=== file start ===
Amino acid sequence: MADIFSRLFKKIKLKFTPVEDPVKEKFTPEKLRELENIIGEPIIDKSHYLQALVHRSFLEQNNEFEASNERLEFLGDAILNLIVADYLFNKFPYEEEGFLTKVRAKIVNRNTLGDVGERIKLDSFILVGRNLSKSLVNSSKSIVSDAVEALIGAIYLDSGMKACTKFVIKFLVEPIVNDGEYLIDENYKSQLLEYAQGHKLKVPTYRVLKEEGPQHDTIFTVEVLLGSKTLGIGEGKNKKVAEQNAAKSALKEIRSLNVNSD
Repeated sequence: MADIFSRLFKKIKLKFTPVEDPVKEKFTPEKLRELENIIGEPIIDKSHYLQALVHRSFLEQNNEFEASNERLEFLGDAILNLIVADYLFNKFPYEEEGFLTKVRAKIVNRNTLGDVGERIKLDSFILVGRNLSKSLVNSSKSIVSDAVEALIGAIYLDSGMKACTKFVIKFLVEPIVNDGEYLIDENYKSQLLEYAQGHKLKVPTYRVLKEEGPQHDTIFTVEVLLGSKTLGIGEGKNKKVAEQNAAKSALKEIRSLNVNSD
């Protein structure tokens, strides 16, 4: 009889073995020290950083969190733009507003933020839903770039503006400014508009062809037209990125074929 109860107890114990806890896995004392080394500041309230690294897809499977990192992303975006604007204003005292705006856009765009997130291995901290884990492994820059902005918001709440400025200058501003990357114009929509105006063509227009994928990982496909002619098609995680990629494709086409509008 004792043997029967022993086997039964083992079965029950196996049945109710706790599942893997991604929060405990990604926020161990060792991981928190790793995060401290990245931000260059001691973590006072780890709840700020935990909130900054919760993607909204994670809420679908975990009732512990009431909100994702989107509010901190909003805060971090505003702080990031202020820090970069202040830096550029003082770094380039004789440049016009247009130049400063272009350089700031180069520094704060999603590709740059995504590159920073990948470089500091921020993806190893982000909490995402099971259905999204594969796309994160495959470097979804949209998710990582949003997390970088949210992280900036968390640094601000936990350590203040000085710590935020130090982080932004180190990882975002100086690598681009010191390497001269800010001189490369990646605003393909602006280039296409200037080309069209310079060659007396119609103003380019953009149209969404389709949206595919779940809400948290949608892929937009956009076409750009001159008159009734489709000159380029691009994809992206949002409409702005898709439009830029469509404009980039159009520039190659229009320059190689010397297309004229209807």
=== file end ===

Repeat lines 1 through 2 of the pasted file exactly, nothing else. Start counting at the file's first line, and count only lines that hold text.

Amino acid sequence: MADIFSRLFKKIKLKFTPVEDPVKEKFTPEKLRELENIIGEPIIDKSHYLQALVHRSFLEQNNEFEASNERLEFLGDAILNLIVADYLFNKFPYEEEGFLTKVRAKIVNRNTLGDVGERIKLDSFILVGRNLSKSLVNSSKSIVSDAVEALIGAIYLDSGMKACTKFVIKFLVEPIVNDGEYLIDENYKSQLLEYAQGHKLKVPTYRVLKEEGPQHDTIFTVEVLLGSKTLGIGEGKNKKVAEQNAAKSALKEIRSLNVNSD
Repeated sequence: MADIFSRLFKKIKLKFTPVEDPVKEKFTPEKLRELENIIGEPIIDKSHYLQALVHRSFLEQNNEFEASNERLEFLGDAILNLIVADYLFNKFPYEEEGFLTKVRAKIVNRNTLGDVGERIKLDSFILVGRNLSKSLVNSSKSIVSDAVEALIGAIYLDSGMKACTKFVIKFLVEPIVNDGEYLIDENYKSQLLEYAQGHKLKVPTYRVLKEEGPQHDTIFTVEVLLGSKTLGIGEGKNKKVAEQNAAKSALKEIRSLNVNSD